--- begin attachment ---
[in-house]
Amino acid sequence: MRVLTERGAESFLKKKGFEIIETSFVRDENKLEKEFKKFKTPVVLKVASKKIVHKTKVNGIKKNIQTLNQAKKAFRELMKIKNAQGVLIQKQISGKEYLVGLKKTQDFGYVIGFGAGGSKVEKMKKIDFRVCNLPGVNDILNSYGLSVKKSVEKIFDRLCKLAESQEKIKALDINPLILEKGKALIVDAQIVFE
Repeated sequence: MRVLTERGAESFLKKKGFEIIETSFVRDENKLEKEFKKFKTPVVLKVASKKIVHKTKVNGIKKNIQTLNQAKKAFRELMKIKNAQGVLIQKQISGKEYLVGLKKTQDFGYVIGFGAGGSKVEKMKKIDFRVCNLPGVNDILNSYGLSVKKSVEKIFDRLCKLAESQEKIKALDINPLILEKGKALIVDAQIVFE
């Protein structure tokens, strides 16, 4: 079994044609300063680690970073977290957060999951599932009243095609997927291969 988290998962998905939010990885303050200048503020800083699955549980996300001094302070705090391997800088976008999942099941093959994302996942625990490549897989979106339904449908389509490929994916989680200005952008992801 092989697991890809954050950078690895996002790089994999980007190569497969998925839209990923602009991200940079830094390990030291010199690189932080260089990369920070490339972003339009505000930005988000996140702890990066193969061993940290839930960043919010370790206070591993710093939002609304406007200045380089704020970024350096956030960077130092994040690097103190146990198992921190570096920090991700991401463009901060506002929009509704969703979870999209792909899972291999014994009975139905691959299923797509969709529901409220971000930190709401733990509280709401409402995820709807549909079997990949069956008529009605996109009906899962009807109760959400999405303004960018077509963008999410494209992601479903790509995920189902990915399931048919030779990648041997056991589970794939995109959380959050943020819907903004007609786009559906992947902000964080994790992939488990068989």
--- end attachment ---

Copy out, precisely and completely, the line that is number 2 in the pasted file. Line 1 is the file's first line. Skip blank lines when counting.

Amino acid sequence: MRVLTERGAESFLKKKGFEIIETSFVRDENKLEKEFKKFKTPVVLKVASKKIVHKTKVNGIKKNIQTLNQAKKAFRELMKIKNAQGVLIQKQISGKEYLVGLKKTQDFGYVIGFGAGGSKVEKMKKIDFRVCNLPGVNDILNSYGLSVKKSVEKIFDRLCKLAESQEKIKALDINPLILEKGKALIVDAQIVFE